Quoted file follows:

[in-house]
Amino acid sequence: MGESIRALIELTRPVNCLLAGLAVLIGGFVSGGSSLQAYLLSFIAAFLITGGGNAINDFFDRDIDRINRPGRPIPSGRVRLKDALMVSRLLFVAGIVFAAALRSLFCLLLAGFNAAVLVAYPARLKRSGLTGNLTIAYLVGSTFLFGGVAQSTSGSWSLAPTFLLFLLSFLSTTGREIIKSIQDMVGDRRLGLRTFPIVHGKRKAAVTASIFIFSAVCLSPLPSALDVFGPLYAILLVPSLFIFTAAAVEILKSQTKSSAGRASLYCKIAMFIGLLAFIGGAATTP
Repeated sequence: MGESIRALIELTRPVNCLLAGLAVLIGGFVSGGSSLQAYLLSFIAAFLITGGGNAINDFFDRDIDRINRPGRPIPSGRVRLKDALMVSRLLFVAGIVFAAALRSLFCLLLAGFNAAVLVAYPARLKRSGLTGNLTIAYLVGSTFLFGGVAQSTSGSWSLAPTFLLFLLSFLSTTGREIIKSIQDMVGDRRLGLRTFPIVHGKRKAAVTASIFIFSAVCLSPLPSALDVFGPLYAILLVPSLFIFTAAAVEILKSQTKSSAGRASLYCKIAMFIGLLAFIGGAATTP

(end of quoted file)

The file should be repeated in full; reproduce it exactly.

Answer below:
[in-house]
Amino acid sequence: MGESIRALIELTRPVNCLLAGLAVLIGGFVSGGSSLQAYLLSFIAAFLITGGGNAINDFFDRDIDRINRPGRPIPSGRVRLKDALMVSRLLFVAGIVFAAALRSLFCLLLAGFNAAVLVAYPARLKRSGLTGNLTIAYLVGSTFLFGGVAQSTSGSWSLAPTFLLFLLSFLSTTGREIIKSIQDMVGDRRLGLRTFPIVHGKRKAAVTASIFIFSAVCLSPLPSALDVFGPLYAILLVPSLFIFTAAAVEILKSQTKSSAGRASLYCKIAMFIGLLAFIGGAATTP
Repeated sequence: MGESIRALIELTRPVNCLLAGLAVLIGGFVSGGSSLQAYLLSFIAAFLITGGGNAINDFFDRDIDRINRPGRPIPSGRVRLKDALMVSRLLFVAGIVFAAALRSLFCLLLAGFNAAVLVAYPARLKRSGLTGNLTIAYLVGSTFLFGGVAQSTSGSWSLAPTFLLFLLSFLSTTGREIIKSIQDMVGDRRLGLRTFPIVHGKRKAAVTASIFIFSAVCLSPLPSALDVFGPLYAILLVPSLFIFTAAAVEILKSQTKSSAGRASLYCKIAMFIGLLAFIGGAATTP